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I am trying to create a platform where tables can be created from a php from and named as the variable that the submitter types. The code I have here has causes a mysql syntax error. I believe it is a matter of parenthesis placement but every combination I have tryed ha been unsuccessful can anyone figure it out? I have taken out the incorrect parenthesis to make it less confusing

    <?php

if (isset($_POST['submit']))
{ 
$name=$_POST['name'];

mysql_connect("localhost", "root", "") or die(mysql_error());
mysql_select_db("test") or die(mysql_error());


mysql_query("CREATE TABLE '$name'(
id INT NOT NULL AUTO_INCREMENT,
PRIMARY KEY(id),
name VARCHAR(30),
age INT)")
or die(mysql_error());  

echo "Table Created!";

?>   <html><form method='POST'>..........</html>
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1  
Can you post the syntax error that you get. –  James Williams Jul 27 '12 at 15:38
    
You have an error in your SQL syntax; check the manual that corresponds to your MySQL server version for the right syntax to use near ''test'( id INT NOT NULL AUTO_INCREMENT, PRIMARY KEY(id), name VARCHA' at line 1 –  user1557515 Jul 27 '12 at 15:41
    
Use backticks around $name in your query text, not single quotes. The backtick is the default delimiter for object names in MySQL. –  spencer7593 Jul 27 '12 at 15:55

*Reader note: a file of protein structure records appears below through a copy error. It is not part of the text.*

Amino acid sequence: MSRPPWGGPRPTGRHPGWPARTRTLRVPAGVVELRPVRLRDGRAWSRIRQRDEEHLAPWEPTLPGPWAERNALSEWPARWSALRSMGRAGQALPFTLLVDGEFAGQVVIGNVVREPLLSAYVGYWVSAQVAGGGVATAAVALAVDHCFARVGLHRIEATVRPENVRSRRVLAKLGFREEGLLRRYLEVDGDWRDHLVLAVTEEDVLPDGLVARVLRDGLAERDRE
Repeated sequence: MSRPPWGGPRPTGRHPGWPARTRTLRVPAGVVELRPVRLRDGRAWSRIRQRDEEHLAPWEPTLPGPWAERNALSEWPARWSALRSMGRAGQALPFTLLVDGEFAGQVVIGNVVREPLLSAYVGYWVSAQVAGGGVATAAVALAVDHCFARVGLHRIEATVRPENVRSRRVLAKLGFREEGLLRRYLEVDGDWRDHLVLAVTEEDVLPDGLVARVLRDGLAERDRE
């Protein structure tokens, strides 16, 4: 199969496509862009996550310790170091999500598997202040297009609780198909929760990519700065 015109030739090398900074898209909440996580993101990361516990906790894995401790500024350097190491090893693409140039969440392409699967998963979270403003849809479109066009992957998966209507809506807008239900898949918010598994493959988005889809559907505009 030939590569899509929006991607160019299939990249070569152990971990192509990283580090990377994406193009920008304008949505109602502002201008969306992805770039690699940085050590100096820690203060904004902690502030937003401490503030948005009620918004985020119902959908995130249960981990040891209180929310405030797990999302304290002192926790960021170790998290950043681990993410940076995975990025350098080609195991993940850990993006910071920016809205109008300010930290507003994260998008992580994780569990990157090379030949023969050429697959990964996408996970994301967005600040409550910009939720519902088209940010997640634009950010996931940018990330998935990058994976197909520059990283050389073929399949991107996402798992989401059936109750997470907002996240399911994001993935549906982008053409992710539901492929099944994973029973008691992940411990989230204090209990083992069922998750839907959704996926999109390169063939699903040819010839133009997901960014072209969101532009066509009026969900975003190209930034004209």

5 Answers 5

Use backticks around the table name in your SQL text:

mysql_query("CREATE TABLE `$name`(

The backticks are the default delimiter for identifiers in MySQL. (Note: it is possible to enable other delimiters, but you don't really want to go there.)

The backticks are required if the identifier is a reserved word, contains white space, etc. (The backticks can be omitted in a lot of cases, but it's not wrong to use them when they aren't required. Basically, think of the rule as "always use backticks around identifiers", and omit them when its convenient and you are sure they aren't required.)

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This might work:

if (isset($_POST['submit']))
{ 
$name=$_POST['name'];

mysql_connect("localhost", "root", "") or die(mysql_error());
mysql_select_db("test") or die(mysql_error());


mysql_query("CREATE TABLE ".$name."(
id INT NOT NULL AUTO_INCREMENT,
PRIMARY KEY(id),
name VARCHAR(30),
age INT)")
or die(mysql_error());  

echo "Table Created!";
}
?>

I have tested it and no problems there... it creates the table with this structure.

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Thanks, still seem to be getting the error though –  user1557515 Jul 27 '12 at 15:46
    
updated the code –  rsz Jul 27 '12 at 15:51
    
Its working... very nice –  misha312 May 14 at 19:07

CHANGE TO : mysql_query("CREATE TABLE ".$name."(

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You don't single quote the table name. Place it in back-ticks so that it can handle even names that match reserved words or characters. Like this

mysql_query("CREATE TABLE `$name`(
id INT NOT NULL AUTO_INCREMENT,
PRIMARY KEY(id),
name VARCHAR(30),
age INT)")

You could also do without back-ticks like sin other suggested answers, but this is more reliable if you don;t want to have to check the table name against a bunch of MySQL reserved words first.

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Unless you trust the input data completely, it's very important that you validate $name to protect against SQL injection.

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